Do you wish you could just walk away from your current IT provider? The signs that it’s time for a change aren’t difficult to spot. On a technical level, issues such as frequent outages, staff complaining of emails not getting through, data access problems and project interruption should tell you that something’s wrong. You may also be reaching the limits of your patience when it comes to the type of service you’re getting; especially if problems seem to take ages to get fixed and/or your provider doesn’t seem to ‘get’ what your business is all about.
But even if you’re unhappy, the thought of changing IT provider may seem more trouble than it’s worth. So what’s the best way to switch with the minimum disruption? Consider these simple steps and remember that a bad relationship with an IT provider isn’t a life sentence.
Draw up a list of concerns
Switching provider makes little business sense if the replacement company is going to be no better than your existing one. To avoid this, your first step should be to define what you feel is lacking from the current service – and this may include the type of issues listed above.
When the time comes to place potential new providers under scrutiny, your aim is to ensure that the way they operate means those problems are not going to crop up again. For instance, if you’ve found it an ordeal to get hold of someone when things go wrong, does the proposed new firm provide a dedicated point of contact? If you’re hit with a half-day minimum call-out fee for even very minor on-site problems, should you be looking at someone who’s more local?
Work out your future needs
You need IT services that are actually going to add value to your business. As you hone in on a replacement, you’ll need to be clear on where your business is heading. For instance, if a move to bigger (or smaller) premises is on the cards, look out for providers with a solid track record in dealing with office relocations. As another example, if you intend to roll out the option of flexible working (including working from home) to your staff, you’ll need a provider that has what it takes to deliver remote access alongside robust security.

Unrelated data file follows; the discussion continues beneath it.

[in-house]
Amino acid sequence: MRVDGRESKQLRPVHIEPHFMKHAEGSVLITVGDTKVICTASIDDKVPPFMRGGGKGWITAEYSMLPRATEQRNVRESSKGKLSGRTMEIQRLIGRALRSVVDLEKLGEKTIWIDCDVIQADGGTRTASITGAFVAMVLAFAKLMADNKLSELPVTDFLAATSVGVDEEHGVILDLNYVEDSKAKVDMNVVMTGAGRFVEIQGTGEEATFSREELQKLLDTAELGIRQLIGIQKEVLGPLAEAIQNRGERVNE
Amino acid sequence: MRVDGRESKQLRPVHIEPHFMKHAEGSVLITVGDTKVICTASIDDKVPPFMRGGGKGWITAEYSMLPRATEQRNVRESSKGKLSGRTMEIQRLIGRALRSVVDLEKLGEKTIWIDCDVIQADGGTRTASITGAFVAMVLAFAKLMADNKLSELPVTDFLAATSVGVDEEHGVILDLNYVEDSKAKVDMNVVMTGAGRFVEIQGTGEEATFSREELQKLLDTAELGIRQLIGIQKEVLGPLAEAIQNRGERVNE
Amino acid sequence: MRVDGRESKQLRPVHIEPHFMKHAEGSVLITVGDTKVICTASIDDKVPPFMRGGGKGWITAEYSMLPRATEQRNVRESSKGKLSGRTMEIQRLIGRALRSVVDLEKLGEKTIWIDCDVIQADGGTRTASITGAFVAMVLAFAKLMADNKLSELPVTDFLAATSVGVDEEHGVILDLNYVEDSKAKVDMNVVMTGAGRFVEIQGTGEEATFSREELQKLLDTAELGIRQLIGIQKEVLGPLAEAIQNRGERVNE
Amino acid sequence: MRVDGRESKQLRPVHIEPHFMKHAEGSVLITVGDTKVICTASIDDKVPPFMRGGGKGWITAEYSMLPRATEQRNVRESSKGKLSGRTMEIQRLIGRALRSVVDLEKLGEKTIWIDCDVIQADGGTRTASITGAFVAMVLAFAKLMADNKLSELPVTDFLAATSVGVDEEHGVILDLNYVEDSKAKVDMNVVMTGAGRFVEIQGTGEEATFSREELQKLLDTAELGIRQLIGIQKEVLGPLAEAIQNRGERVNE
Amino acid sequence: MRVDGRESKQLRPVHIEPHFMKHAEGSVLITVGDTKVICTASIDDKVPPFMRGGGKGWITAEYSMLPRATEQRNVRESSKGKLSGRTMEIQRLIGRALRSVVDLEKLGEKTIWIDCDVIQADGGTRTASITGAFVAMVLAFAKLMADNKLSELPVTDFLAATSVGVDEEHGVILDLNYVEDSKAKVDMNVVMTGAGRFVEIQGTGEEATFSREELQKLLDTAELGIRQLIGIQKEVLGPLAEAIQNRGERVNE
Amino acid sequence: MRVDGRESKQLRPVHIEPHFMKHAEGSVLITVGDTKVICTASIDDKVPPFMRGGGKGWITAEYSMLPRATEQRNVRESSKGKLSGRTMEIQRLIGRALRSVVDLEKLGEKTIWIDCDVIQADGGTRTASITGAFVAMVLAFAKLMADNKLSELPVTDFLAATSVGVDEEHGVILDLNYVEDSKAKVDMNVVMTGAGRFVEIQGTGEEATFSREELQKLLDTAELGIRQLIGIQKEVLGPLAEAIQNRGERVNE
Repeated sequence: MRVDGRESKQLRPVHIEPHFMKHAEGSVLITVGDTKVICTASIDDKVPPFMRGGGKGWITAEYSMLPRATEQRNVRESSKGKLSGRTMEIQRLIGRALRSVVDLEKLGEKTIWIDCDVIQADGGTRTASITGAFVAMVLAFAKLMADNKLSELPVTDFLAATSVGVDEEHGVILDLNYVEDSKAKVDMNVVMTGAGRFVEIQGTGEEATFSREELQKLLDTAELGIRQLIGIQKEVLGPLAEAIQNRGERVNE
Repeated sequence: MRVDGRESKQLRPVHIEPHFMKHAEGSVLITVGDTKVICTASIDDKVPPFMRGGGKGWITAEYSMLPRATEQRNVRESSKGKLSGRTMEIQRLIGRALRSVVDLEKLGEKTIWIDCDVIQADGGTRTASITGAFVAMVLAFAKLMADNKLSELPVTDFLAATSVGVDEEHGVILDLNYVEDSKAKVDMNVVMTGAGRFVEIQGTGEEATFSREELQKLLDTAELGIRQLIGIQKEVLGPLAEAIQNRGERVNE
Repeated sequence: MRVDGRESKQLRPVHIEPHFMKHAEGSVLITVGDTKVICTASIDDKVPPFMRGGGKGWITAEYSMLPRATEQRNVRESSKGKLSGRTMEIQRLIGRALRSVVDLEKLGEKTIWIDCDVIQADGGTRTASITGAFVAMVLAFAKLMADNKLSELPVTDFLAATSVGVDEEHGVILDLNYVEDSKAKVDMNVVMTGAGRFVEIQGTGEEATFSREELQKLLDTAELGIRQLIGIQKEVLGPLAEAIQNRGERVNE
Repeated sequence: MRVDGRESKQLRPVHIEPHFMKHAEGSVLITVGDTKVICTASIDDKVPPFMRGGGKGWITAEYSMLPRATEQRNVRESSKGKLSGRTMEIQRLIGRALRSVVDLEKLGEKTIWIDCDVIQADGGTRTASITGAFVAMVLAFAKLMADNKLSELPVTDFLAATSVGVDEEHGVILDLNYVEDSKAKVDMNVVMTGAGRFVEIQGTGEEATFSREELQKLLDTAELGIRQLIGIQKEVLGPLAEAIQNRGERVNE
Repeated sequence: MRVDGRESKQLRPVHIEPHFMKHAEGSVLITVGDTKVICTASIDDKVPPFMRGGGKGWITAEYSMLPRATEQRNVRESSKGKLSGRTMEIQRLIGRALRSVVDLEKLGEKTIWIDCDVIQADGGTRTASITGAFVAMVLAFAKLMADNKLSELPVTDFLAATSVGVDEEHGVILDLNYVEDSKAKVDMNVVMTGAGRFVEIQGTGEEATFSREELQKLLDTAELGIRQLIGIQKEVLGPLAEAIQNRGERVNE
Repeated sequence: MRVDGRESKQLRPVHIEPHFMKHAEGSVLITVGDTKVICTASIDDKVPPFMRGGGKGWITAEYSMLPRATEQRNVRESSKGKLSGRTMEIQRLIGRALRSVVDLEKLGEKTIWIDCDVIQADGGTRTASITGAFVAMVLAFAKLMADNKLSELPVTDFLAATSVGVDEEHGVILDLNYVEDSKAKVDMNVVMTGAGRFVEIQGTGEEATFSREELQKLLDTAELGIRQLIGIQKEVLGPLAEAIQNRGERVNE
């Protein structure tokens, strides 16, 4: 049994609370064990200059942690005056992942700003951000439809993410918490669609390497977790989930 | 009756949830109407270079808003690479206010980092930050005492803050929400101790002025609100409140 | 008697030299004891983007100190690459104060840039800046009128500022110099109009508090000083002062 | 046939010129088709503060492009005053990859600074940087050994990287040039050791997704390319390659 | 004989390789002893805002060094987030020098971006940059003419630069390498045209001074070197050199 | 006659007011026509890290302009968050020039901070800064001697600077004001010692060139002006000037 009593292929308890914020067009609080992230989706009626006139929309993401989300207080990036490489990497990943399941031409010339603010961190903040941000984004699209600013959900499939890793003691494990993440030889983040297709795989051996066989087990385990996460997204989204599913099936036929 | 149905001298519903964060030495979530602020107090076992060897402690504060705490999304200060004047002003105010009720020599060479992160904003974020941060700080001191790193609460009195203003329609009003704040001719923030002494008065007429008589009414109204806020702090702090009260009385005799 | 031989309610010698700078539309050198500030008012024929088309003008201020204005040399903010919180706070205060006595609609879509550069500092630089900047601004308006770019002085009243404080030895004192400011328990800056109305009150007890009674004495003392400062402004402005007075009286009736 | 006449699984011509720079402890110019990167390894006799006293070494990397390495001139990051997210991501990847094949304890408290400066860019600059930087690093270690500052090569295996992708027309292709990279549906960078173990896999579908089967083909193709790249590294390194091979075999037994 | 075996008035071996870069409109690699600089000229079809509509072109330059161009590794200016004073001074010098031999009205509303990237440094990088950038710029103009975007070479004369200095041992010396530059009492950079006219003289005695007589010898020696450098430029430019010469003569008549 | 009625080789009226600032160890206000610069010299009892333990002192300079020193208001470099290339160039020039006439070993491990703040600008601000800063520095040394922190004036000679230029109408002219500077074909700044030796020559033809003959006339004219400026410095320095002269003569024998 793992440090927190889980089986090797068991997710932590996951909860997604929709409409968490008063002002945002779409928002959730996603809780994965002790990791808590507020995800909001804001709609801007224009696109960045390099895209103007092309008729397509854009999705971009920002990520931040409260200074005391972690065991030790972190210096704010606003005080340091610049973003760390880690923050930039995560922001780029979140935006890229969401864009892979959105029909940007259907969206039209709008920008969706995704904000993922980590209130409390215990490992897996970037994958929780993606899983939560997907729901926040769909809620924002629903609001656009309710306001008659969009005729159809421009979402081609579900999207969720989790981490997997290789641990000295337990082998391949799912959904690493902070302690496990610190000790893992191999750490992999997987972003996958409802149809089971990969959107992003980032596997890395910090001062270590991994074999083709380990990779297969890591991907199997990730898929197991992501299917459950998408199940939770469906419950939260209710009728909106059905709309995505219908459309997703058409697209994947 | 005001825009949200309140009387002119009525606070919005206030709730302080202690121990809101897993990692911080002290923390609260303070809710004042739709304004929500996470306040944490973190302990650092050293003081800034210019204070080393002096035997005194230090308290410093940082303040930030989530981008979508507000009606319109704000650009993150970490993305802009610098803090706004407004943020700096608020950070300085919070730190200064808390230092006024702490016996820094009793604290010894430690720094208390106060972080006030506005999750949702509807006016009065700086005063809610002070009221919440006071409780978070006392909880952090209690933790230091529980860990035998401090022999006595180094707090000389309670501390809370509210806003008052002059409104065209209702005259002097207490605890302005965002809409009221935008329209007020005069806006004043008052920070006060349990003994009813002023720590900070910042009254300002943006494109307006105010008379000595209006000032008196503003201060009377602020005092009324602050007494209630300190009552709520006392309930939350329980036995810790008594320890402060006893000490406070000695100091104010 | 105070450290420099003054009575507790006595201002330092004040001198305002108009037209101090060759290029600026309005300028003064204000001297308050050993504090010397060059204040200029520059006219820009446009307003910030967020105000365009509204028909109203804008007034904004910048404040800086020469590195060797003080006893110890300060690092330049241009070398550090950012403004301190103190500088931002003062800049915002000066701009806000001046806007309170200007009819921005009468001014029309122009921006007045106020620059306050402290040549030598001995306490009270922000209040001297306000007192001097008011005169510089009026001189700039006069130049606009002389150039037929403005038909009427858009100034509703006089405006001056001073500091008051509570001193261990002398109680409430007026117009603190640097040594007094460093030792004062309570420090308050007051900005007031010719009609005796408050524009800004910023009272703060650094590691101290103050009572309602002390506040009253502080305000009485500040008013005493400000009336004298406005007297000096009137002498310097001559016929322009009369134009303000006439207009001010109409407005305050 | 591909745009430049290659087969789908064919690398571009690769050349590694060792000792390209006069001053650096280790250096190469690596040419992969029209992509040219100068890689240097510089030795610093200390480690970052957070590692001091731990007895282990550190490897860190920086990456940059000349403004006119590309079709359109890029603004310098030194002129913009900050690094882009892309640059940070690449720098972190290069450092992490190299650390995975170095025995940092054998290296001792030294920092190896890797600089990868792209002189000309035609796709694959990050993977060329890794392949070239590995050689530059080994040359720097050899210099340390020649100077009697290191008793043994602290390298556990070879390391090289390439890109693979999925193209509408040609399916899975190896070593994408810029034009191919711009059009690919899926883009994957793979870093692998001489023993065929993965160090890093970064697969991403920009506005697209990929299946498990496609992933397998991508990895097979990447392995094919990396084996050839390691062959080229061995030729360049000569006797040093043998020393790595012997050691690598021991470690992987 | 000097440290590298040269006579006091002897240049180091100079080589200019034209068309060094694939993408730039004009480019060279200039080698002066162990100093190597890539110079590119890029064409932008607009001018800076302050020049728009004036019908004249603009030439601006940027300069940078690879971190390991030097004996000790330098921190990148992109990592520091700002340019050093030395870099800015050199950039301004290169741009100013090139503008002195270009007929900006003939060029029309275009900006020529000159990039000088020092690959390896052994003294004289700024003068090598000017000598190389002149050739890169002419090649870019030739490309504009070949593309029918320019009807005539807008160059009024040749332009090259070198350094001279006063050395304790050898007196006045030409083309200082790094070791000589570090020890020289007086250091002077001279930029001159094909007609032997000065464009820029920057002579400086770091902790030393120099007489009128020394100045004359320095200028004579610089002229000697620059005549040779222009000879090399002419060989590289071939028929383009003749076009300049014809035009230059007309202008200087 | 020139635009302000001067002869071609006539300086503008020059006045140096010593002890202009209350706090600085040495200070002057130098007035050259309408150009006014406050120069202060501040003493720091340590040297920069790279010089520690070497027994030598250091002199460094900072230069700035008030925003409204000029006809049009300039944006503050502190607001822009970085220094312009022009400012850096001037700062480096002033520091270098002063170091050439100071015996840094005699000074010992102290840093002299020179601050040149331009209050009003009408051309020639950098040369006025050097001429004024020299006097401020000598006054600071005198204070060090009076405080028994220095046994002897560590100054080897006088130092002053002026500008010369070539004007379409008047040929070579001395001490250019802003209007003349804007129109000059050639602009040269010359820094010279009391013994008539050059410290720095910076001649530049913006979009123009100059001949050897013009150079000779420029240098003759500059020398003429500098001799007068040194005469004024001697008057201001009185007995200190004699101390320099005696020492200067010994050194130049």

Request a consultation
By this stage, you’re clear on why you want to move and you have an idea of what you expect from a replacement provider. It’s neither practical nor desirable to switch without having a replacement provider lined up, so you’ll need to narrow down your search before you make your next move. For this, you should check that the services offered by the company tally with your business needs.
But just as important, you need reassurance that your IT and business will be in safe hands. Look for key trust indicators here. If, for instance, you require support for Cloud-based Microsoft applications, is the company a certified Microsoft partner? Does the provider’s website feature profiles of key team members? What level of experience do those individuals have?
Next, ask for a consultation. The proposed new provider should be able to consider what you have in place already and provide proposals for a new package.
Making the switch
The handover process should be planned and overseen by your new provider. As the current contract is terminated and the new one takes effect, the aim is to ensure a smooth transition with no unnecessary interruption of service. For some cases, it may involve a switch from one proprietary platform to another. In other cases, little or no back-end changes will be called for. In either case, the new provider will have flagged up precisely what’s involved and will have measures in place to address any snags that might occur.
All of this assumes that in legal terms, you’re able to walk away from your existing arrangement without penalty and is the reason why a rolling month-by-month contract is far preferable to being locked into a long-term contract.
Do you want to move or but feel you’re too closely tied in with your existing firm? Are you worried about safe transferral of data? Contact our consultants today for a no-obligation chat about your options.